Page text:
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As it faces uncertain future, city’s charter sector sharing lessons

A leading resource for New York City charter schools is preparing to lend its expertise out to school operators across the country.

The New York City Charter School Center’s expansion of an existing program, “Replicating Quality Schools,” comes as the city’s charter sector faces an uncertain future. With Mayor Bloomberg, a longstanding charter supporter, leaving office at the end of the year, it is likely that the next mayor will not make it as easy for charter schools to open in public space, a cost-saving measure that has allowed the charter sector to flourish over the last decade.

Elsewhere in the country, the outlook for the publicly financed but privately managed schools is more favorable. So the charter center announced this week that it plans to help charter operators set up new schools in other cities, using a 2011 program for city charter schools that aimed to duplicate as a blueprint.

The charter center is bringing on Jim Ford, a consultant who has assisted charter schools in the past, to run the new program, which will focus on the challenges that charter operators face as they begin to turn stand-alone schools into the foundations of charter networks. Operators in that position must contend with many new questions, including how to divide responsibilities between schools and central offices and how to allow schools to customize their programs while remaining faithful to the original model.

The center will run the eight-week program, which the Dell Foundation is funding, in four cities over the next three years where charter advocates request assistance. The first destination is New Orleans, where three-quarters of students already attend charter schools, giving it the highest charter school enrollment density of any district in the country.

Despite the large number of charter schools in New Orleans already, there remains an appetite for more that use practices that have been successful already, according to James Merriman, the charter center’s CEO.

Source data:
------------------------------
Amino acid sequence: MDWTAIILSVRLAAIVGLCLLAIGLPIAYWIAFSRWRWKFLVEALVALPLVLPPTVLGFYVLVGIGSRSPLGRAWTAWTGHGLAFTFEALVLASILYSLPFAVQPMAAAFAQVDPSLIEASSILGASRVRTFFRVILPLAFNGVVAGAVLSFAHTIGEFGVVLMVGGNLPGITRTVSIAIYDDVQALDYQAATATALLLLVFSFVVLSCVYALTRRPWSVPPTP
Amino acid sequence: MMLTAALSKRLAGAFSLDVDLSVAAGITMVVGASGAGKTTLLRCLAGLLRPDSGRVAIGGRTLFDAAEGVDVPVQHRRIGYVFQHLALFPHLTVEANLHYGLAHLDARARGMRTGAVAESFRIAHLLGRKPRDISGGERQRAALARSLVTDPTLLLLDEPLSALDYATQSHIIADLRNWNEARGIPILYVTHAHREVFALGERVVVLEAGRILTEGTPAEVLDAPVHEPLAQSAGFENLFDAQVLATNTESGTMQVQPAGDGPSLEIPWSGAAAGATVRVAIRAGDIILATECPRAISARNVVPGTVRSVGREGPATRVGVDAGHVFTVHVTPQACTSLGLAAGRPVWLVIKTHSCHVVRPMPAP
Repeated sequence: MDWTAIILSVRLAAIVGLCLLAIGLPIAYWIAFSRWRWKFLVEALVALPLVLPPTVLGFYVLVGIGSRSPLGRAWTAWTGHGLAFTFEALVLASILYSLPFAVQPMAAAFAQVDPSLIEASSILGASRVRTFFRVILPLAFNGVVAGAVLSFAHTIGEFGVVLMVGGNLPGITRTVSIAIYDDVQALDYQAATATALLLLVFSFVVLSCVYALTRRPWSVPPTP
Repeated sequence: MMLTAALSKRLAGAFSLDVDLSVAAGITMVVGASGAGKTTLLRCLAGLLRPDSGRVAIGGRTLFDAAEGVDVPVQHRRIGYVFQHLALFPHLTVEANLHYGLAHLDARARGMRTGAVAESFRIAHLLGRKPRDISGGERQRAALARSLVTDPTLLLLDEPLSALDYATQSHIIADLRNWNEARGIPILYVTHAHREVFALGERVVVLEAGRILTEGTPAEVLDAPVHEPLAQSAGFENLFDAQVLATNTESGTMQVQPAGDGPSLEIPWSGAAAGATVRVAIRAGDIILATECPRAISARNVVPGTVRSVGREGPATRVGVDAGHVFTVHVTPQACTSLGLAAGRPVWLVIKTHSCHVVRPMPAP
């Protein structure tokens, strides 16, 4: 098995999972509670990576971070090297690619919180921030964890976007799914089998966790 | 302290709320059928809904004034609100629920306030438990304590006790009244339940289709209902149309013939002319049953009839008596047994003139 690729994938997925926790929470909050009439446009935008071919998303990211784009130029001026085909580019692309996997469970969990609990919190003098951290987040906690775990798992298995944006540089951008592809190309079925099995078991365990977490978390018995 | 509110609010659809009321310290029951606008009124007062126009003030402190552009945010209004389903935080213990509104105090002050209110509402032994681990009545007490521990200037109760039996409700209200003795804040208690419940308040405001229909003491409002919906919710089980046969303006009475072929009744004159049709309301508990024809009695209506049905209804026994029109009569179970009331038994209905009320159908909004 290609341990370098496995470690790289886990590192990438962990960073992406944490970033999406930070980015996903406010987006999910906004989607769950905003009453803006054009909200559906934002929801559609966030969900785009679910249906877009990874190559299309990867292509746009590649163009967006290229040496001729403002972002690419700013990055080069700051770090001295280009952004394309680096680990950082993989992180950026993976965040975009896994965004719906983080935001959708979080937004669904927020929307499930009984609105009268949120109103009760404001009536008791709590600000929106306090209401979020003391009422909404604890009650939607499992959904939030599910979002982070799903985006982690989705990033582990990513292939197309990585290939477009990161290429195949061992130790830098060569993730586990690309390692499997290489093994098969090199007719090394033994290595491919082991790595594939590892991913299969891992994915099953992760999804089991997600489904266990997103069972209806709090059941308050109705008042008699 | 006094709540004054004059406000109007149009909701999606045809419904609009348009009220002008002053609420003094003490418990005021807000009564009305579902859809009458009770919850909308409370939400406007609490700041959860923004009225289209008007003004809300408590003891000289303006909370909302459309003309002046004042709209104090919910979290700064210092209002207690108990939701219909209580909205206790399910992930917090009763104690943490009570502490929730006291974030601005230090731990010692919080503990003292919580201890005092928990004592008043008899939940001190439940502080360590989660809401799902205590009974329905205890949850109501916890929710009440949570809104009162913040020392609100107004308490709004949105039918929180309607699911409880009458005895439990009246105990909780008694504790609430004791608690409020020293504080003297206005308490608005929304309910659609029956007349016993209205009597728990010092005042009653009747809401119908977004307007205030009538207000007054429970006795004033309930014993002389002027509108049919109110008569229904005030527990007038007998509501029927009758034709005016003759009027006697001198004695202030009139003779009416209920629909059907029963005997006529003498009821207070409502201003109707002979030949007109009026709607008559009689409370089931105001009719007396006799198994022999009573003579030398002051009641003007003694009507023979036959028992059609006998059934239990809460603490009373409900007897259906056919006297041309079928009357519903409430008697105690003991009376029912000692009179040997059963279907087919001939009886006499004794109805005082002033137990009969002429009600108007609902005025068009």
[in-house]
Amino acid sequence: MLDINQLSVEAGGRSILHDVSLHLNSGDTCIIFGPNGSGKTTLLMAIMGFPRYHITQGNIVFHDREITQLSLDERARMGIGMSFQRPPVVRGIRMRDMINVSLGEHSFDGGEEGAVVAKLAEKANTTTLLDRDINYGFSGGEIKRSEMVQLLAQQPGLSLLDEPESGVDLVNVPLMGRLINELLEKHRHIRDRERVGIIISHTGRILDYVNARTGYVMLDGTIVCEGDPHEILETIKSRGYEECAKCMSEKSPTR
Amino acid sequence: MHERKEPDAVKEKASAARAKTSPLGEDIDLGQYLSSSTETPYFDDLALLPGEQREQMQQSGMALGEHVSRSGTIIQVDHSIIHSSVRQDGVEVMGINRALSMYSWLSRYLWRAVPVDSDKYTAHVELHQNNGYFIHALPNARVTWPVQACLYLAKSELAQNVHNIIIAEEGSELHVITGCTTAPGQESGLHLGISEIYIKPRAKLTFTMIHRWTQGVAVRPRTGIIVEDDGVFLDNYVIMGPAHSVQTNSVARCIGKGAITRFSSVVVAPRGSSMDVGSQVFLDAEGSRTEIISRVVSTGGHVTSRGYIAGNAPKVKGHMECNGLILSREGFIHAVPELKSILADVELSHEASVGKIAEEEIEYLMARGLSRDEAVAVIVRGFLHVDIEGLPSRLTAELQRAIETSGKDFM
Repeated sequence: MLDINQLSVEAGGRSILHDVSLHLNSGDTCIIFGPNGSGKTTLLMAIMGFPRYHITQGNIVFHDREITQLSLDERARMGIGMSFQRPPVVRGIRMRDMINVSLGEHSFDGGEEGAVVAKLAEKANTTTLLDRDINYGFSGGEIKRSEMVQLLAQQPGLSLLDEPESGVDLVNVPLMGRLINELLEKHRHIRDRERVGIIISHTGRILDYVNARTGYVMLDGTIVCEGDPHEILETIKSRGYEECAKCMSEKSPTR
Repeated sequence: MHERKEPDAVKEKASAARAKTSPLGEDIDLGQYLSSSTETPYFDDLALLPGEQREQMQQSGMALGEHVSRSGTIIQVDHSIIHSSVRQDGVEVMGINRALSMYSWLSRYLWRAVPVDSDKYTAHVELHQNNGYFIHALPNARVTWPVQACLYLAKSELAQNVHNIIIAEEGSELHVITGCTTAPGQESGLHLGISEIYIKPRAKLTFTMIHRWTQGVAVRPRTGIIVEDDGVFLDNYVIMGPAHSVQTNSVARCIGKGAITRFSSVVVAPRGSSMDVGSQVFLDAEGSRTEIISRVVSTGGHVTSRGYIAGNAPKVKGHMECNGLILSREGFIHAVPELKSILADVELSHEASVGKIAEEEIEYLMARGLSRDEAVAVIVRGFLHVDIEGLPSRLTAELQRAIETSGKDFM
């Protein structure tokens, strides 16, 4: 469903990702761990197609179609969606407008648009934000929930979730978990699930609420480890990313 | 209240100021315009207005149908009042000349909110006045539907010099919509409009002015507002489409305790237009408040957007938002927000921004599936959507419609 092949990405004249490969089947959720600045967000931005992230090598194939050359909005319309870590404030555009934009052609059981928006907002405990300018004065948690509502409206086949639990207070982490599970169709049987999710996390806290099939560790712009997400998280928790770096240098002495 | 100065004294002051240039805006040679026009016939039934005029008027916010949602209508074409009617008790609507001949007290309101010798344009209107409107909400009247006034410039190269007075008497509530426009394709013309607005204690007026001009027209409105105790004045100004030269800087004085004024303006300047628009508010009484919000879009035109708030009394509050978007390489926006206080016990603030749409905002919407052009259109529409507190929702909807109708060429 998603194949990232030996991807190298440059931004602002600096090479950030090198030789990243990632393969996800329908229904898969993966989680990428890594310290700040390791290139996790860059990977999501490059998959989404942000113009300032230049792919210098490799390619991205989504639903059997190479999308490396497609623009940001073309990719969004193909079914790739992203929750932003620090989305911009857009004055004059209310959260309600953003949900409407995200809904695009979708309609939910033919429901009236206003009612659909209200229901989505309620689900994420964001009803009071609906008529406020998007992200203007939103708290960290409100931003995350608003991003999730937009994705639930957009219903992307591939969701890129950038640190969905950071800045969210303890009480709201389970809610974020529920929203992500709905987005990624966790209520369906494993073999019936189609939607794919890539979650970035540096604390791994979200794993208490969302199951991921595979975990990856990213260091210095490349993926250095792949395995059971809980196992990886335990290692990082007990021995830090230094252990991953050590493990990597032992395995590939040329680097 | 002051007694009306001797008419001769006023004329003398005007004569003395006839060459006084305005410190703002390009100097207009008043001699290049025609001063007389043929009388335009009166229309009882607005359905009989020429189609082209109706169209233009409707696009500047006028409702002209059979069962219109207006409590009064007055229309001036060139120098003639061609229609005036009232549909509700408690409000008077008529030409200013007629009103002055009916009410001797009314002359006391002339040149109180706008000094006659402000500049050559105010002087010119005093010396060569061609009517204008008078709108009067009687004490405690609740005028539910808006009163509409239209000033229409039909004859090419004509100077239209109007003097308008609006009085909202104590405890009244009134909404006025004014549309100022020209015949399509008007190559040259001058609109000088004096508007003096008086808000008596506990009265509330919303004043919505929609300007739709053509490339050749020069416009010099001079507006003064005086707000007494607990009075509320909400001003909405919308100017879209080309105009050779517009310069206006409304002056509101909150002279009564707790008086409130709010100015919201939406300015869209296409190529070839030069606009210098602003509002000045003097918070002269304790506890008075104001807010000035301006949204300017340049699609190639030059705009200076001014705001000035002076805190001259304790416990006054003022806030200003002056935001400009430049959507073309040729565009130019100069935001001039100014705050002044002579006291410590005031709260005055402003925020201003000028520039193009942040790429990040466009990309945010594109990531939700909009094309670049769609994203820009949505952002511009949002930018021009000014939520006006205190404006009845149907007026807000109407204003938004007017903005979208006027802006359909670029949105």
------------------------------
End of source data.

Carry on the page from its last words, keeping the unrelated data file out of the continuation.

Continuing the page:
“I think there’s a certain irony here,” he said. “At a time where some of [New York City’s] mayoral candidates are saying, ‘Let’s slow down, let’s not expand the charter sector,’ what we’re seeing in other cities is a move to replicate what’s gone on in New York and build high-quality charter seats.”

At a panel discussion hosted by the Manhattan Institute on Tuesday, Democrats for Education Reform Executive Director Joe Williams said not many people want to start charter schools in the city right now. Even other parts of New York State seem to be more appealing for charter school incubation. Just this week, a foundation pledged to give $1 million help establish more charter schools in Rochester.

Merriman said the national program did not signal a reduction in the charter center’s committment to operate in New York City. In fact, he said, the replication program could soon be reprised here.

“I don’t know if it will be one of the four cities that we do, but we intend to offer the program again here in the next year or so,” Merriman said.

Still, he said, efforts to develop new charter schools in New York City face more of an uphill battle than they might in other districts. “It’s hard to talk people into thinking of New York as a place to come when you see other cities being much more willing,” he said.